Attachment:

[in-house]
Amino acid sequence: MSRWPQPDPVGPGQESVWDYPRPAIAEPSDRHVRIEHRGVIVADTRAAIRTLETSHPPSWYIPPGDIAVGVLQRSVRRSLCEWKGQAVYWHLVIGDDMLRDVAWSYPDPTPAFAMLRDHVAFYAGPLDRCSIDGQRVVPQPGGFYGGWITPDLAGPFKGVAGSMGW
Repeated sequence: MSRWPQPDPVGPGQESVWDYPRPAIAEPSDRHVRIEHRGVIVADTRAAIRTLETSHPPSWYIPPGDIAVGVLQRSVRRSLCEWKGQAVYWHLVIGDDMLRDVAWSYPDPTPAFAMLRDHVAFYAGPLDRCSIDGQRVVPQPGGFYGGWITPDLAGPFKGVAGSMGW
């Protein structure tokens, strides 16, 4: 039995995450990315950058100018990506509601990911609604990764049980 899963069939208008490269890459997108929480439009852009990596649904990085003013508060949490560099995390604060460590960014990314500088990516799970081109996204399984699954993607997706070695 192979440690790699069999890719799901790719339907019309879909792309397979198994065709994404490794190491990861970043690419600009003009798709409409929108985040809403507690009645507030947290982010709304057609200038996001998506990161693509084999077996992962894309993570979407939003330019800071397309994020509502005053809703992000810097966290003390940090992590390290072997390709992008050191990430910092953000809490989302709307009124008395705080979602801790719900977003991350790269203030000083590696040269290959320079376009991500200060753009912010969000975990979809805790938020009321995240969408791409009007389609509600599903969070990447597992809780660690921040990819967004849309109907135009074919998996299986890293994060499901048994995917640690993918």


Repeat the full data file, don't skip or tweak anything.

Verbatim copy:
[in-house]
Amino acid sequence: MSRWPQPDPVGPGQESVWDYPRPAIAEPSDRHVRIEHRGVIVADTRAAIRTLETSHPPSWYIPPGDIAVGVLQRSVRRSLCEWKGQAVYWHLVIGDDMLRDVAWSYPDPTPAFAMLRDHVAFYAGPLDRCSIDGQRVVPQPGGFYGGWITPDLAGPFKGVAGSMGW
Repeated sequence: MSRWPQPDPVGPGQESVWDYPRPAIAEPSDRHVRIEHRGVIVADTRAAIRTLETSHPPSWYIPPGDIAVGVLQRSVRRSLCEWKGQAVYWHLVIGDDMLRDVAWSYPDPTPAFAMLRDHVAFYAGPLDRCSIDGQRVVPQPGGFYGGWITPDLAGPFKGVAGSMGW
């Protein structure tokens, strides 16, 4: 039995995450990315950058100018990506509601990911609604990764049980 899963069939208008490269890459997108929480439009852009990596649904990085003013508060949490560099995390604060460590960014990314500088990516799970081109996204399984699954993607997706070695 192979440690790699069999890719799901790719339907019309879909792309397979198994065709994404490794190491990861970043690419600009003009798709409409929108985040809403507690009645507030947290982010709304057609200038996001998506990161693509084999077996992962894309993570979407939003330019800071397309994020509502005053809703992000810097966290003390940090992590390290072997390709992008050191990430910092953000809490989302709307009124008395705080979602801790719900977003991350790269203030000083590696040269290959320079376009991500200060753009912010969000975990979809805790938020009321995240969408791409009007389609509600599903969070990447597992809780660690921040990819967004849309109907135009074919998996299986890293994060499901048994995917640690993918």